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movie review by
Gary Johnson

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Official Web site for KUNDUN

Kundun is one of the most disappointing movies of Martin Scorsese's career. Oh, it's a beautifully designed movie, with stunning landscapes, desolate snow-capped peaks, and isolated monasteries sitting atop hills. The visuals will frequently take your breath away. But dramatically, Kundun is a complete misfire.

Whereas Scorsese intimately knows the nuances of street life, as we've seen in movies such as Good Fellas and Mean Streets, the life of monks in Tibet remains a mystery to him. As Scorsese shows us the life of the Dalai Lama, from childhood through adulthood, we remain curiously at arm's length from the material, as if Scorsese were afraid to really show the human being behind the legend. We do indeed get several scenes with the young Dalai Lama, when he was just a precocious little boy who, at the age of two, demands to sit at the head of the family dining table. And we watch as the 2-year old boy passes tests designed to select the next Dalai Lama. "This is mine!" he says as he correctly chooses from a selection of items laid out before him. These scenes are fun to watch, but when it's time to give us an adult Dalai Lama, Scorsese gives us a void.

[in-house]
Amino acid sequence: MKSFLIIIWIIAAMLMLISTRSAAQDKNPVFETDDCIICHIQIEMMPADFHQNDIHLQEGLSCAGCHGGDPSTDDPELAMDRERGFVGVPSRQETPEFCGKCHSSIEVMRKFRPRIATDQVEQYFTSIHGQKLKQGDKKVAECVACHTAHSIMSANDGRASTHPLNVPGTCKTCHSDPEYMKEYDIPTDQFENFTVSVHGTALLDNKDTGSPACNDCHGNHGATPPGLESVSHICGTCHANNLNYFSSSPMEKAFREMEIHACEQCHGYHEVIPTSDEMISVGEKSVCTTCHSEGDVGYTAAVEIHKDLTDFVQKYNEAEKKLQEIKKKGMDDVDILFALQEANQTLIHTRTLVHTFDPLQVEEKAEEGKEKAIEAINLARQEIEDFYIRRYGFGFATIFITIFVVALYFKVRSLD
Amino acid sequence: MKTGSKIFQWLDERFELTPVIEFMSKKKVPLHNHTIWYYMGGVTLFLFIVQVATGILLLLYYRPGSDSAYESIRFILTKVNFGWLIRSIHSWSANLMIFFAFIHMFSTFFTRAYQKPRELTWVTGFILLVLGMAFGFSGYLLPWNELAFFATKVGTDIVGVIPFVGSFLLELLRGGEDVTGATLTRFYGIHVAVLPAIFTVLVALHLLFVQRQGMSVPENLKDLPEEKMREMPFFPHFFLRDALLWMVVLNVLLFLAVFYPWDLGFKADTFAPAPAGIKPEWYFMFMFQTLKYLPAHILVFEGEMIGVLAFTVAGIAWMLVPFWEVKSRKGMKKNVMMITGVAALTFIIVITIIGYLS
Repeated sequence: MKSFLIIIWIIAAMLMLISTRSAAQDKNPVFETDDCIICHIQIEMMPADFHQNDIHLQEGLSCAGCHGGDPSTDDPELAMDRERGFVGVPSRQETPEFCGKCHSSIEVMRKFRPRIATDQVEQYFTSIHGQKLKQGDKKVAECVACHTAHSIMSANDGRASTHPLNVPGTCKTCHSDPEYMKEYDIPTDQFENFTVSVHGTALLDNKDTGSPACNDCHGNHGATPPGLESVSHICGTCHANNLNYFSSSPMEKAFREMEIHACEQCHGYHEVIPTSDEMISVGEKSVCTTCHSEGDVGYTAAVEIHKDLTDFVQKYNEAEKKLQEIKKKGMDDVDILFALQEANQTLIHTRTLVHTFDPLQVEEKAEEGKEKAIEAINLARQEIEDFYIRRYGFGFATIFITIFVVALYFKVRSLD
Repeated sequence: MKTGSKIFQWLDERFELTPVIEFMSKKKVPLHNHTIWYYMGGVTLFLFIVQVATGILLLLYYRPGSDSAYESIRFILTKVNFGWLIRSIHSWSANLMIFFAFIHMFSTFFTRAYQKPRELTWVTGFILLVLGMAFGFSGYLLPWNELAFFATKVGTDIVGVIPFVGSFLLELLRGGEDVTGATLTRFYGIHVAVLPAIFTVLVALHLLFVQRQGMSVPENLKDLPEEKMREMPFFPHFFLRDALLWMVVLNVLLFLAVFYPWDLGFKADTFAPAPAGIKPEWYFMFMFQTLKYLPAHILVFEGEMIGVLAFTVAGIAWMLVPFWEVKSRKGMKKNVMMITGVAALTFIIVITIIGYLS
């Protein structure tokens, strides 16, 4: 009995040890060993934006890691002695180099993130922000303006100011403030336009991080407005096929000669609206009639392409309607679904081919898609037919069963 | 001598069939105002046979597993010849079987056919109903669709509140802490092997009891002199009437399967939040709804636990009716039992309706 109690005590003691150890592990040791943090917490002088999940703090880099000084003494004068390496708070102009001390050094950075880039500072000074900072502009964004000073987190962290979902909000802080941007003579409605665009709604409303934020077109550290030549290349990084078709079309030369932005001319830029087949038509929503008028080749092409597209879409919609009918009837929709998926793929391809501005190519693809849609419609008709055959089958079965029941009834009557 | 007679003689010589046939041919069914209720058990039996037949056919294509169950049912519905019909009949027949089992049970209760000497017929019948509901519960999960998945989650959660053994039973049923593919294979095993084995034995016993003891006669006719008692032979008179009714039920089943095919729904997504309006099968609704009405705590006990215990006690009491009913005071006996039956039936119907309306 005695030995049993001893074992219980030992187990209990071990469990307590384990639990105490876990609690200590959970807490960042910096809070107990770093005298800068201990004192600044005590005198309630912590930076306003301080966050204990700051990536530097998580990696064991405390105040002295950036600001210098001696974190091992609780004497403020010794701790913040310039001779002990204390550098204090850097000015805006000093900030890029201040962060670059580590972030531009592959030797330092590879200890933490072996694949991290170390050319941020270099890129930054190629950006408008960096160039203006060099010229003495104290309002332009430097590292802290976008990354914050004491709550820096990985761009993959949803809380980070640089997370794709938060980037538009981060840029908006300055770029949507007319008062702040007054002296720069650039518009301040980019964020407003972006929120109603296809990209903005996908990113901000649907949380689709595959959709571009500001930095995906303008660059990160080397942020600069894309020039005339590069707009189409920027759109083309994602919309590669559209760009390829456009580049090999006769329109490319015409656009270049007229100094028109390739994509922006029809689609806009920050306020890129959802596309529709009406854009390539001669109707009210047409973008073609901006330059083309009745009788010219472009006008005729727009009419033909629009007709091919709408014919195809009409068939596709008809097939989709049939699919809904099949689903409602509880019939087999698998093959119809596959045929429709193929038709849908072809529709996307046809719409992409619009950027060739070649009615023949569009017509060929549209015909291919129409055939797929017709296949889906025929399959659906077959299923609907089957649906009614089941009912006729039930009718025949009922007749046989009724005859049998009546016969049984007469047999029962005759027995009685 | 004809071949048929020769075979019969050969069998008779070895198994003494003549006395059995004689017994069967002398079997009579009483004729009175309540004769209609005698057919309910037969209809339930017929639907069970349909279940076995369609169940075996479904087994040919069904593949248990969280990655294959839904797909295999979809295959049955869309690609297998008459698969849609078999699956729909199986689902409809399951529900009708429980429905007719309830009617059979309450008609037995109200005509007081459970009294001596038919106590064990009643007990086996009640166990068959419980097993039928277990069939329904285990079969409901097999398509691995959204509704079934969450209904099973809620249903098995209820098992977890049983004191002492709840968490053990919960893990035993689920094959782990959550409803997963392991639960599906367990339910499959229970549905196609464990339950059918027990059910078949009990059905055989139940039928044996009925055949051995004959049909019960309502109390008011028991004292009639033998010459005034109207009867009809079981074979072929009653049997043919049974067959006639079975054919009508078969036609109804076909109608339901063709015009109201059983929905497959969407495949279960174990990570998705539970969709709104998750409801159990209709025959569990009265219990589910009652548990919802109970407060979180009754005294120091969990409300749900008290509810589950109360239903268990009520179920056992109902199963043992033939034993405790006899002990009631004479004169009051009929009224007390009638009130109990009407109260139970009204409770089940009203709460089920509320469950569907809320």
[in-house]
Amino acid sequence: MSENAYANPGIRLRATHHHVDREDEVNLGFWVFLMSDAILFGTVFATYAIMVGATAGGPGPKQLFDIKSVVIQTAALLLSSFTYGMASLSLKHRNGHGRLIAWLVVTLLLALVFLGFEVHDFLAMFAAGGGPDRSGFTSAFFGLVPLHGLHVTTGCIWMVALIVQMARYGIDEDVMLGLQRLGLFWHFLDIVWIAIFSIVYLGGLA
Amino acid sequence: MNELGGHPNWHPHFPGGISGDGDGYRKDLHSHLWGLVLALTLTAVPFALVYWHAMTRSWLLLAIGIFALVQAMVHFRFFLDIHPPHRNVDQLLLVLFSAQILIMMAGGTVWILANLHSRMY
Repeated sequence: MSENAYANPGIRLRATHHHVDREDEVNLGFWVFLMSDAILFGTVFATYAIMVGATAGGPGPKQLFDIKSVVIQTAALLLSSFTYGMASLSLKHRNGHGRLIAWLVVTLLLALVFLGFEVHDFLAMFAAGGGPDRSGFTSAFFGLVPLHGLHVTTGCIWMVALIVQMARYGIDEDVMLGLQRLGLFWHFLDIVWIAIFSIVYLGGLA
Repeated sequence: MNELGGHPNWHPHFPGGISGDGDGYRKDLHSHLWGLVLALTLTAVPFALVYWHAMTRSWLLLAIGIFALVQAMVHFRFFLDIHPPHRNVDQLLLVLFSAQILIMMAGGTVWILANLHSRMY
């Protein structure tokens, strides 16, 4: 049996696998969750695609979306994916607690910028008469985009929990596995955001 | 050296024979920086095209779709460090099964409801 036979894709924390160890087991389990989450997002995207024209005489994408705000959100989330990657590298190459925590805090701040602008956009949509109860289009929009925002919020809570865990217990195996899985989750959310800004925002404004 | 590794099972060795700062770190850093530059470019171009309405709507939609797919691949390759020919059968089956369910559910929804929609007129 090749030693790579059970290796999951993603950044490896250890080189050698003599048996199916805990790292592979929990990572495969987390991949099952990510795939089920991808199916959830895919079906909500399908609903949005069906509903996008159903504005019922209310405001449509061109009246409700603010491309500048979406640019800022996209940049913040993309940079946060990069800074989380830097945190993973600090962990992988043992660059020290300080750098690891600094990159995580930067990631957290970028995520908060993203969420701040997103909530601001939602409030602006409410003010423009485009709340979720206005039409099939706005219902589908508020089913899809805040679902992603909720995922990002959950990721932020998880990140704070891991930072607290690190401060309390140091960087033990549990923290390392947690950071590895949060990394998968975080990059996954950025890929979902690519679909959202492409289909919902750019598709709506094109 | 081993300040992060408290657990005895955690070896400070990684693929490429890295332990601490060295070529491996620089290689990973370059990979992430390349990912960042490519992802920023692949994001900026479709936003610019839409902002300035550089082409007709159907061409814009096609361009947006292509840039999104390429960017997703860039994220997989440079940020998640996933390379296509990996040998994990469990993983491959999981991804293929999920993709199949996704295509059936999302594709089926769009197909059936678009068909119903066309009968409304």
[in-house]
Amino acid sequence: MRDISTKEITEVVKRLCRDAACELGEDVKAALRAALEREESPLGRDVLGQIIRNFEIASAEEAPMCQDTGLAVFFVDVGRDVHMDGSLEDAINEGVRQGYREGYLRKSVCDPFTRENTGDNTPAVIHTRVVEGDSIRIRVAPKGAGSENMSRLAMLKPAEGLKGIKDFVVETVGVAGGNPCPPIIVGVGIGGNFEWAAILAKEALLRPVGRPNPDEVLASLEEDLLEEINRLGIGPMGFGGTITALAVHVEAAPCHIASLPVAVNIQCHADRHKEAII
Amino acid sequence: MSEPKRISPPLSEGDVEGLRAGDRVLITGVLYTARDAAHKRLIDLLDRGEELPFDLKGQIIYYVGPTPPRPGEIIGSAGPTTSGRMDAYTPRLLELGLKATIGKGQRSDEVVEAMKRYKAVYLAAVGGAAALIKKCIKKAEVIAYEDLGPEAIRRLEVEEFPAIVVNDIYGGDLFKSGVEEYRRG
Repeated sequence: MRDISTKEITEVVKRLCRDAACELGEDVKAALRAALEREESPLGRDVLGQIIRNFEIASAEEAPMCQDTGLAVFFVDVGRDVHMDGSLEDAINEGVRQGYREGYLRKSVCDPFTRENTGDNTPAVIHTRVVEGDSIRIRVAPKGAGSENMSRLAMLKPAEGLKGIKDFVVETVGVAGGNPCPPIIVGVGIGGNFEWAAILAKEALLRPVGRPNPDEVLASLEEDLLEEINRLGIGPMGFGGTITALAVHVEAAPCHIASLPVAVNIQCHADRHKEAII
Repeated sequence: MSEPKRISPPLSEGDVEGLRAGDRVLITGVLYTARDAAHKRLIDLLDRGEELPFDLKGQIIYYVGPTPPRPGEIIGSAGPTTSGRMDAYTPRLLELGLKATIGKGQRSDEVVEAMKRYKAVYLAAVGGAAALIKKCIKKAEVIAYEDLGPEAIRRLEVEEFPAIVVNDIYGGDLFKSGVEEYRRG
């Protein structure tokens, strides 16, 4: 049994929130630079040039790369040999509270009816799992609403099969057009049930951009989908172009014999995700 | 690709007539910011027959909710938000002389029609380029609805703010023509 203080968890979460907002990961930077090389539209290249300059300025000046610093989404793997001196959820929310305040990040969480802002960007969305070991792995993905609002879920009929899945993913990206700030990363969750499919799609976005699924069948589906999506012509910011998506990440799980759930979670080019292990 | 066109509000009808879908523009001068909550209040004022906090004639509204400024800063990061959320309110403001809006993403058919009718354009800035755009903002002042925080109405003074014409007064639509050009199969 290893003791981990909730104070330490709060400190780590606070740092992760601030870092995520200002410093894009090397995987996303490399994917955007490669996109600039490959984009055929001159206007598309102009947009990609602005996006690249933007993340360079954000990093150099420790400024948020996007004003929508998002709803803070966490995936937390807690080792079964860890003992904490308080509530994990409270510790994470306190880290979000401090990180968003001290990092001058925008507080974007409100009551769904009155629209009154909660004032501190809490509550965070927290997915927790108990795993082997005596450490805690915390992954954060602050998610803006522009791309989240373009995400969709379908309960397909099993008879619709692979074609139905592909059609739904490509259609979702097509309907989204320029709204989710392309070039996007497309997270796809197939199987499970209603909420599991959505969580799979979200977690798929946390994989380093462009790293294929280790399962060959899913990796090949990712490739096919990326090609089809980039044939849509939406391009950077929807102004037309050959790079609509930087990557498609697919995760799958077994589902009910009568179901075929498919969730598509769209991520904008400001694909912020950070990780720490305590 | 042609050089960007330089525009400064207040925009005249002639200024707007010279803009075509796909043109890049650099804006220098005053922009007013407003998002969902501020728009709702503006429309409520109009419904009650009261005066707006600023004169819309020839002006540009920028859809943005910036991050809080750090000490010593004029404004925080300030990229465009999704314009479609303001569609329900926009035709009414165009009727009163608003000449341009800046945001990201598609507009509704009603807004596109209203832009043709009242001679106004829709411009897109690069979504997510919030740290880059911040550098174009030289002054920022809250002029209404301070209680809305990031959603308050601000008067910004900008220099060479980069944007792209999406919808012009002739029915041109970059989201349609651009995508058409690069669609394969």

We gets tons of carefully spoken dialogue as the Dalai Lama and his advisors consider what to do about the political tension with China. And we get a fascinating scene where the Dalai Lama meets Mao Tse-tung: he listens quietly as Chairman Mao tells him "Religion is poison. It retards the mind of people and society. Tibet has been poisoned by religion . . . Your people have been poisoned and are inferior." But Kundun never becomes particularly compelling. In many respects, Kundun is similar to Gandhi and The Last Emperor, but Kundun never acquires the epic sweep of either of these movies. Seemingly by design, Scorsese avoids turning Kundun into an epic. He keeps the focus on the small moments of every day life, and in the process he creates a mundane movie. Even when Chinese soldiers and tanks invade Tibet, we remain isolated with the Dalai Lama in his monastery.

Instead of scenes with the encroaching Chinese military, we get meticulously crafted sand paintings. They're beautiful, yes, but not particularly dramatic. Whereas Bernardo Bertolucci gave us both the man and the spectacle in The Last Emperor, Scorsese can only give us a boy and some beautiful pictures.

[rating: 2 of 4 stars]

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